I’m 30, and I have been with my husband for six years. We met in the military; his contract ended last year, and mine ends next month. I joined to help pay for my education, and my long-term plan ever since my husband and I met has been to finish my military career and go to graduate school in Alaska. My father spent years living there and used to bring us up for visits. It’s my favorite place on Earth, and it’s always been my plan to move there. I spent a summer in Anchorage in college and can’t wait to make it my home. When my husband and I got serious (he’s from the South and very close to his family), we had a long talk about the reality of living in Alaska and came to a compromise. He didn’t want to spend his whole life so far from home, so we agreed that if I were accepted to graduate school there, we’d live there for the two to three years it would take to finish my degree. I was accepted, and now he says he won’t go. I feel duped. This was his compromise, and we’ve been telling people for years that our plan was to go to grad school in Alaska. He was supportive when I applied months ago. I feel like he co-signed this plan believing it was a pipe dream, and now that it’s a reality, he’s just trying to brush me off. I have to respond to the offer in a few weeks. I love my husband, but my mother always taught me never to sideline your ambitions for a man. I don’t want to leave him over this, but I sort of feel like he played me.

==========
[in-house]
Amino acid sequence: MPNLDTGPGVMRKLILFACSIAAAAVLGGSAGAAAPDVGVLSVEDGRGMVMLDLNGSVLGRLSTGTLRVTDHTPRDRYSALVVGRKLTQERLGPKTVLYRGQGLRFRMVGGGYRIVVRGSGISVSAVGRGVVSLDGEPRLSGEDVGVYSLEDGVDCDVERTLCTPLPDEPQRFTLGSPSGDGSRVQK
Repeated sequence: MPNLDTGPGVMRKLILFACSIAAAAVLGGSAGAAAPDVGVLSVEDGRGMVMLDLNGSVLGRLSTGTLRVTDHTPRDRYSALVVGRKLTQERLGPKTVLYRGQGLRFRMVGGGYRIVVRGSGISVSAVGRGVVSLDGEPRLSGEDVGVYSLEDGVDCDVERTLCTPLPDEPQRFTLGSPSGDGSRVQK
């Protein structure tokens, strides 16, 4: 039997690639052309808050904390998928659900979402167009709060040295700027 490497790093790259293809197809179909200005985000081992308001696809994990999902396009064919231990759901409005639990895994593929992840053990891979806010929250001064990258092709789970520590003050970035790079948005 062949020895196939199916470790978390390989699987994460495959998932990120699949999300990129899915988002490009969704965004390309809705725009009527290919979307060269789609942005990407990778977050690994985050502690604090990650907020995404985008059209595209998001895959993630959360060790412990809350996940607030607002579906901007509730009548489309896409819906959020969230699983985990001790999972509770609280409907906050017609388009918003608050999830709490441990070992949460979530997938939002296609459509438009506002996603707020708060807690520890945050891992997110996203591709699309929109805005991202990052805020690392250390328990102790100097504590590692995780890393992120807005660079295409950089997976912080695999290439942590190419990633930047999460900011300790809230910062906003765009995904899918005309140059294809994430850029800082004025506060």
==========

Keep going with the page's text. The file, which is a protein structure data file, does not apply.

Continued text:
—Anchorage Away

It sounds like you’ve only had one conversation about this so far—your husband dropped a bombshell on you, and you’ve been reeling ever since. Now is a good time to ask him a lot of follow-up questions. Did something happen to make him change his mind? Did he say he always considered this a pipe dream, or has something recently changed that’s made him more reluctant to go off on an adventure? Is he worried that once you get there, he won’t be able to find work or make friends, or that you’ll want to stay forever? You need more information from him than just “I’m not going anymore.”